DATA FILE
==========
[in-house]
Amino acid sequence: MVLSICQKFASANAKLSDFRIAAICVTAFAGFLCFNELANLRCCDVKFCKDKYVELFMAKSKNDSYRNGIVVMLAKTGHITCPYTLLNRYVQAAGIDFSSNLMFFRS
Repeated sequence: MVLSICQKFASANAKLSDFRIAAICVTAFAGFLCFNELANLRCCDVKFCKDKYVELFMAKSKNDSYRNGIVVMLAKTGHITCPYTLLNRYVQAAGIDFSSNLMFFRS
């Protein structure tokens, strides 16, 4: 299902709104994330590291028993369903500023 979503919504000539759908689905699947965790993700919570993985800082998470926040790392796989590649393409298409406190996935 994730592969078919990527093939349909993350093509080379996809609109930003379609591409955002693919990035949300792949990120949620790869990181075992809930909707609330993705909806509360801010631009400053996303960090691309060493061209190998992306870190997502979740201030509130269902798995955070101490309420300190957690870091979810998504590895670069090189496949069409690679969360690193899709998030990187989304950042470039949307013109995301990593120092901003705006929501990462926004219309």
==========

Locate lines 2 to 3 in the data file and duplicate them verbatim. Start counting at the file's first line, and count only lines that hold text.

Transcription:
Amino acid sequence: MVLSICQKFASANAKLSDFRIAAICVTAFAGFLCFNELANLRCCDVKFCKDKYVELFMAKSKNDSYRNGIVVMLAKTGHITCPYTLLNRYVQAAGIDFSSNLMFFRS
Repeated sequence: MVLSICQKFASANAKLSDFRIAAICVTAFAGFLCFNELANLRCCDVKFCKDKYVELFMAKSKNDSYRNGIVVMLAKTGHITCPYTLLNRYVQAAGIDFSSNLMFFRS